|Headquarters||Baynes House, 106 Constitution Drive, Topstad, FD|
|Membership||International Democrat Union|
The Conservative Party of Georgeland is the largest and oldest political party in the United Islands of Georgeland. It is the largest by far of any of Georgeland's centre-right parties. The Conservatives are usually referred to, both by themselves and others, as "The Tories". The Conservatives have governed Georgeland numerous times, most recently from 2007 to 2010. The Conservative government of Luke Macaulay was defeated at the 2010 election; no Conservative government has been re-elected since 1966. They hold 124 seats in the House of Commons and 30 seats in the Senate The party's present federal leader is the Hon. Madeline Woods MP, who has been leader since January 28, 2015. Woods is presently Leader of the Opposition. At the state level, the Conservatives govern four states; Bradmarch, Capitalia, Delmago Island and West Mainland). The Conservative Party is a member of the International Democrat Union.
The party's official colour is blue, and is represented by blue on electoral maps and in electoral graphics.
Prior to about 1875, Georgeland did not have a formalised party system in its colonial Assembly. Instead, members formed into several 'factions', largely but not entirely divided around the issues of trade, independence and financial matters. The two largest of these factions came to be known as the 'liberal' and 'conservative' blocs but were largely based upon the personal leadership of individual politicians.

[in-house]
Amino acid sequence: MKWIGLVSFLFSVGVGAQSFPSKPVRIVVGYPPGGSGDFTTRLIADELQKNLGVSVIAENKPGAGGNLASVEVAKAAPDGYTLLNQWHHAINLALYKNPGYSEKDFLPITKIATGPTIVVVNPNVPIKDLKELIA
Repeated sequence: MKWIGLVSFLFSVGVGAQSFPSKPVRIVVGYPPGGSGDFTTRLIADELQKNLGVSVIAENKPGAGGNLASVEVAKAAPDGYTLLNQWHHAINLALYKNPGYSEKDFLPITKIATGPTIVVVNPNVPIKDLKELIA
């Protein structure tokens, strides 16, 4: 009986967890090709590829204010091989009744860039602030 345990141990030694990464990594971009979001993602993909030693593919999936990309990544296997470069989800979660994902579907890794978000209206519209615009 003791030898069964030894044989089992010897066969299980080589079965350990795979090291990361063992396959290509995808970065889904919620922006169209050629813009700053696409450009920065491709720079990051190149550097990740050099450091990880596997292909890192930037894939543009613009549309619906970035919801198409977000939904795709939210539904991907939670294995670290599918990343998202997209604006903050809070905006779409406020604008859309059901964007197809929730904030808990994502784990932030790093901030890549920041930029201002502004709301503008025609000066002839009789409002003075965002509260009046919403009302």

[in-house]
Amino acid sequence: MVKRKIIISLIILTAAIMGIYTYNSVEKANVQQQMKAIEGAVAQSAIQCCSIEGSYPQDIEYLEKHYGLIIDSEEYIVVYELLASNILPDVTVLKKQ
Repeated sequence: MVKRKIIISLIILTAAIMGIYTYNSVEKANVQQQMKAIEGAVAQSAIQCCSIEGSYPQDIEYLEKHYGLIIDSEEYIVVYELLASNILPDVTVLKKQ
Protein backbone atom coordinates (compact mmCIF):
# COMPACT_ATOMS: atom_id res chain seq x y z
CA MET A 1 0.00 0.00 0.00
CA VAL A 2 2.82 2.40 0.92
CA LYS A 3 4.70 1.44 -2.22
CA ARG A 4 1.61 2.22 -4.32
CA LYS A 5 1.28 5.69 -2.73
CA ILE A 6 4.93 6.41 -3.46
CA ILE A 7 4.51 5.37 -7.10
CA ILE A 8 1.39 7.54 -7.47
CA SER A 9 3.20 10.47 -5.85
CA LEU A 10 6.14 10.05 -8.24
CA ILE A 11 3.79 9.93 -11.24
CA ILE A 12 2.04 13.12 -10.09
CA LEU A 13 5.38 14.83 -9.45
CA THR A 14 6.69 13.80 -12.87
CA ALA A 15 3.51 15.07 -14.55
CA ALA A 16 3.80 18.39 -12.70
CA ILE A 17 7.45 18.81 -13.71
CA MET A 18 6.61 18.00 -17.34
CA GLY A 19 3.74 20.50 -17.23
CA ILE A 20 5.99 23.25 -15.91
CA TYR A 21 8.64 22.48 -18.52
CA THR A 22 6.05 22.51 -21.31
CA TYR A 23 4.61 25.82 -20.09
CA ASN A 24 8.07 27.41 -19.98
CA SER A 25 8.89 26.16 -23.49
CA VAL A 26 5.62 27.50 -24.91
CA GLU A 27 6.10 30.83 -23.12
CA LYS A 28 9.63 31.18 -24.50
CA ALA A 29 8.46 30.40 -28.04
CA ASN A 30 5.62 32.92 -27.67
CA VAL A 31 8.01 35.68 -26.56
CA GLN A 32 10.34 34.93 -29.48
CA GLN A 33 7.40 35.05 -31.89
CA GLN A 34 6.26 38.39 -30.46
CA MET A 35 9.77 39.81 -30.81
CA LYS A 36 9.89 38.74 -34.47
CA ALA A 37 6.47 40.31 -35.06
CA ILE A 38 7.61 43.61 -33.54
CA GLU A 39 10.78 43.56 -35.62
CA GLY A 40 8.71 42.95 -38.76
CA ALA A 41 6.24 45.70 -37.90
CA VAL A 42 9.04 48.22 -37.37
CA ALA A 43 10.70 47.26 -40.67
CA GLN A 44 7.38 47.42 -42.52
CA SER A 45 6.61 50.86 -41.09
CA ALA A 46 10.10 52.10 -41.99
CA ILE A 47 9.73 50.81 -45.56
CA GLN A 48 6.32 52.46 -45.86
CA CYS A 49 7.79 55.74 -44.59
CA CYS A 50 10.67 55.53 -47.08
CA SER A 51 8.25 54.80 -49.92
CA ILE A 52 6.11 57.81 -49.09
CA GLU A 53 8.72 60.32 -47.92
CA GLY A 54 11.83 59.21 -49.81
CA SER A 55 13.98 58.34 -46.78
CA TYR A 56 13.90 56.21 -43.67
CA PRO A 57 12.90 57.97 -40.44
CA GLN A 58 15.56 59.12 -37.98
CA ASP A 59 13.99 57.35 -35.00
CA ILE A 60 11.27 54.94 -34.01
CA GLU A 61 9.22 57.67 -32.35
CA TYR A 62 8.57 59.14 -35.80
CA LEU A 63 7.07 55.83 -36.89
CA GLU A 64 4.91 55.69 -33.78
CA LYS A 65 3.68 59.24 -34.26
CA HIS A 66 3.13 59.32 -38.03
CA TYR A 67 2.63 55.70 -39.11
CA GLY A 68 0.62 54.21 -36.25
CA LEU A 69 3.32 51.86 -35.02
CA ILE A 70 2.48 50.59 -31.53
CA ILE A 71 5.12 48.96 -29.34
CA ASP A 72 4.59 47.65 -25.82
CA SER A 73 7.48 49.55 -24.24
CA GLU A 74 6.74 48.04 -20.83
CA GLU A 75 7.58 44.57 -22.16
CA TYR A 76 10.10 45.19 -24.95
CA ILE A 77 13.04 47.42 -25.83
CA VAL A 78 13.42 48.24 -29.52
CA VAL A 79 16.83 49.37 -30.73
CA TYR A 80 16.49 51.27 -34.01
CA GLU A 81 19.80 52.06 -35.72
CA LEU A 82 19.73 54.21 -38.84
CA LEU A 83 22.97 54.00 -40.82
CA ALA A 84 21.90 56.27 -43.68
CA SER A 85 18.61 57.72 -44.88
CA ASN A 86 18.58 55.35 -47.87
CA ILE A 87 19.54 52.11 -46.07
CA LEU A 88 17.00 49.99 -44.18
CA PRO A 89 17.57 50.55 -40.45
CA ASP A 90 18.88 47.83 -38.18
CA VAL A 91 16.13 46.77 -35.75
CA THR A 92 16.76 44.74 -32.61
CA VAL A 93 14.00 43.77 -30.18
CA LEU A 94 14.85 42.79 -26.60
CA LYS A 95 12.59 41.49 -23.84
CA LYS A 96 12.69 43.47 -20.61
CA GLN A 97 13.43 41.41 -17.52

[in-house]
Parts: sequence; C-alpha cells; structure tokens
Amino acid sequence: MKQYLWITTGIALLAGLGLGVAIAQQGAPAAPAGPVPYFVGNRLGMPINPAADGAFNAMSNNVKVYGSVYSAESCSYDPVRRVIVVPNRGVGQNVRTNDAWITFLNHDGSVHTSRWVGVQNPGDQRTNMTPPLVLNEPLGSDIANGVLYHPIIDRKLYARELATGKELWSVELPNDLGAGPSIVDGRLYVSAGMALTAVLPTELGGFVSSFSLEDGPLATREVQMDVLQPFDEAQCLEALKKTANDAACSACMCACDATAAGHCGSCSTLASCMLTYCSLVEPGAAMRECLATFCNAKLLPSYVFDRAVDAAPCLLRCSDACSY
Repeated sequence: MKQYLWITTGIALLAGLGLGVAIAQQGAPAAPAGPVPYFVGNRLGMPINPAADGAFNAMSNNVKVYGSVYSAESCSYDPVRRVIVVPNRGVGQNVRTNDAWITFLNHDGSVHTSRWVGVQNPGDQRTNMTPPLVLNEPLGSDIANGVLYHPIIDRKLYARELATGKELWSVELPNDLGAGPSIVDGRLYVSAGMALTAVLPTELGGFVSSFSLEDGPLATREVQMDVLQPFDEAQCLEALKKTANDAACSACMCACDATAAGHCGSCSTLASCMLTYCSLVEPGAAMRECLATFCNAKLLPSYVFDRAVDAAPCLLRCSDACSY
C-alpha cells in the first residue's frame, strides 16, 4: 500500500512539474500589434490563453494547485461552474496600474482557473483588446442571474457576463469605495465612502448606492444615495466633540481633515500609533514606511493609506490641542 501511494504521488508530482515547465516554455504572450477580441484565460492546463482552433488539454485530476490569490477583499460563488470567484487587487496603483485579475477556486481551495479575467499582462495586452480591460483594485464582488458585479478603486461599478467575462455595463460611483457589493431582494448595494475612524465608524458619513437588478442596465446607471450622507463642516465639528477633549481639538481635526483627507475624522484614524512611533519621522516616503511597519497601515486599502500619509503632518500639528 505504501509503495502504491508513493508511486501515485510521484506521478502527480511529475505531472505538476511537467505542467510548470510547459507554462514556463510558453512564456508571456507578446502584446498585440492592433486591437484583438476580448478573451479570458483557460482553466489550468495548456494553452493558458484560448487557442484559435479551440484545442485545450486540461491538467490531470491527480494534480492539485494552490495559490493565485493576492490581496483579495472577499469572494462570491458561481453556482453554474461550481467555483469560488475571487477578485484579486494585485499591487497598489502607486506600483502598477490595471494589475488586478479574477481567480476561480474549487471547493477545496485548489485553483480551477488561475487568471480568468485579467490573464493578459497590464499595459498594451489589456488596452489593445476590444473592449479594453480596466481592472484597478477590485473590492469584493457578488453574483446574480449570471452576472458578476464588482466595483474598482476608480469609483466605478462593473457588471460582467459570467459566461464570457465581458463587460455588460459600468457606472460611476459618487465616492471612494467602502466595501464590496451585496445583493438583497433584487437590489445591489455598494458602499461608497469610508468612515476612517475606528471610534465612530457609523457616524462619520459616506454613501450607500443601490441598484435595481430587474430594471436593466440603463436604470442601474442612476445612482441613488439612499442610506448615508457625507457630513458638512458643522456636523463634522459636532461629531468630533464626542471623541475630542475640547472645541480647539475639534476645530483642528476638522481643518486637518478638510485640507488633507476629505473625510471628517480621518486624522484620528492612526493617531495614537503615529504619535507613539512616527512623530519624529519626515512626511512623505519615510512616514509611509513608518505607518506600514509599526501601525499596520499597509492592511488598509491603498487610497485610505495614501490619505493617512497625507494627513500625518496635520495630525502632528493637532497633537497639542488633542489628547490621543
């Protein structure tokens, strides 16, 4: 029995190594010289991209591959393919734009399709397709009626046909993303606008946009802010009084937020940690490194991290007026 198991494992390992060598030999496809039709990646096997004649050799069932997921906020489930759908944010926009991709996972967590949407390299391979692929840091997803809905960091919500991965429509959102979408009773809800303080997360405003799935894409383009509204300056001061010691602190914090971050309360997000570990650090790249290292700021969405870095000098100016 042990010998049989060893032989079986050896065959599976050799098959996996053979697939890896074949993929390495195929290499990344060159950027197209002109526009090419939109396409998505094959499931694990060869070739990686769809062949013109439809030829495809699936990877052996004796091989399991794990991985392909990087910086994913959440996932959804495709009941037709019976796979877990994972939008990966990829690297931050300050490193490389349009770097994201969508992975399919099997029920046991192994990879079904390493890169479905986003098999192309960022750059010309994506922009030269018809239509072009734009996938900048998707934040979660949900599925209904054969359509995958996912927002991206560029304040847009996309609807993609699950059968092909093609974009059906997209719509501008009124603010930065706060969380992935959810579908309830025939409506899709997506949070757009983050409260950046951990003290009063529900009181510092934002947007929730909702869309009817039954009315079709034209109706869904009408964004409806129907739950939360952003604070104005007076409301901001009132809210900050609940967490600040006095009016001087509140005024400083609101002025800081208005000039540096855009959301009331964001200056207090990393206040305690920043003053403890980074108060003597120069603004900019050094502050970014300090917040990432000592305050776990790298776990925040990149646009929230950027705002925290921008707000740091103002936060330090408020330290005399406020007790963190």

In 1868, Philip Cooper became Chief Minister at the head of a government drawn largely from the conservative faction, with trade policies advocating free trade. Cooper's opponents in the Assembly were largely protectionists, and the distinct two-party divide dates from roughly this period. Though Cooper is generally considered to have been a Conservative Chief Minister, he was never formally the leader of the Conservative Party as a formal organisation.
The foundation of the Conservative Party was the joint effort of Richard Manor, Cooper's protege, and Alexander Newman. Both men had come to admire the distinct partisan system present in the United States and the United Kingdom and, at the general election of 1879, led between them a united Conservative Party, with all candidates pledged to follow a united platform. The electoral rules at the time being somewhat different, the party did not have 'members' as such and candidates themselves chose to be known as Conservatives. The party won the election and chose Manor as Chief Minister, with Newman as Colonial Secretary and Treasurer (effectively Manor's deputy).